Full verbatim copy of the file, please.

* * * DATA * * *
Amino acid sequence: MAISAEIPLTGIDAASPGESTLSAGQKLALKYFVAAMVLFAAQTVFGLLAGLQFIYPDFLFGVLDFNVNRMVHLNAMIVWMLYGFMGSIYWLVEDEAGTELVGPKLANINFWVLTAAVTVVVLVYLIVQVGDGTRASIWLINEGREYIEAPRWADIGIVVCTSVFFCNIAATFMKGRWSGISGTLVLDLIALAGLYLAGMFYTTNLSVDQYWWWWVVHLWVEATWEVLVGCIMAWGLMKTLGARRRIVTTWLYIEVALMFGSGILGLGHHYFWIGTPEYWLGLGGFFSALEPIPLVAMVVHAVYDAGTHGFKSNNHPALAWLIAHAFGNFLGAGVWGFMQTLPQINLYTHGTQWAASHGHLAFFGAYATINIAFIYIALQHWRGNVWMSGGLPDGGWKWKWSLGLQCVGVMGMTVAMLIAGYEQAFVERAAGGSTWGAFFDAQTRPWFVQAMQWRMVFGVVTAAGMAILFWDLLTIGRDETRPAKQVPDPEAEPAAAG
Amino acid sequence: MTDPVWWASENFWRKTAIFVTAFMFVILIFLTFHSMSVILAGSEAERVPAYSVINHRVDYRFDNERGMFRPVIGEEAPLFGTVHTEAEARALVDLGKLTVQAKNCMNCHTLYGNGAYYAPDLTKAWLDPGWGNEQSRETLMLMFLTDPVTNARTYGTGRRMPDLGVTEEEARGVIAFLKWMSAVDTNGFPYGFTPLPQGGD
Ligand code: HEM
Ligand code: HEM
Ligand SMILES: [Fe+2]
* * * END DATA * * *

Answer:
Amino acid sequence: MAISAEIPLTGIDAASPGESTLSAGQKLALKYFVAAMVLFAAQTVFGLLAGLQFIYPDFLFGVLDFNVNRMVHLNAMIVWMLYGFMGSIYWLVEDEAGTELVGPKLANINFWVLTAAVTVVVLVYLIVQVGDGTRASIWLINEGREYIEAPRWADIGIVVCTSVFFCNIAATFMKGRWSGISGTLVLDLIALAGLYLAGMFYTTNLSVDQYWWWWVVHLWVEATWEVLVGCIMAWGLMKTLGARRRIVTTWLYIEVALMFGSGILGLGHHYFWIGTPEYWLGLGGFFSALEPIPLVAMVVHAVYDAGTHGFKSNNHPALAWLIAHAFGNFLGAGVWGFMQTLPQINLYTHGTQWAASHGHLAFFGAYATINIAFIYIALQHWRGNVWMSGGLPDGGWKWKWSLGLQCVGVMGMTVAMLIAGYEQAFVERAAGGSTWGAFFDAQTRPWFVQAMQWRMVFGVVTAAGMAILFWDLLTIGRDETRPAKQVPDPEAEPAAAG
Amino acid sequence: MTDPVWWASENFWRKTAIFVTAFMFVILIFLTFHSMSVILAGSEAERVPAYSVINHRVDYRFDNERGMFRPVIGEEAPLFGTVHTEAEARALVDLGKLTVQAKNCMNCHTLYGNGAYYAPDLTKAWLDPGWGNEQSRETLMLMFLTDPVTNARTYGTGRRMPDLGVTEEEARGVIAFLKWMSAVDTNGFPYGFTPLPQGGD
Ligand code: HEM
Ligand code: HEM
Ligand SMILES: [Fe+2]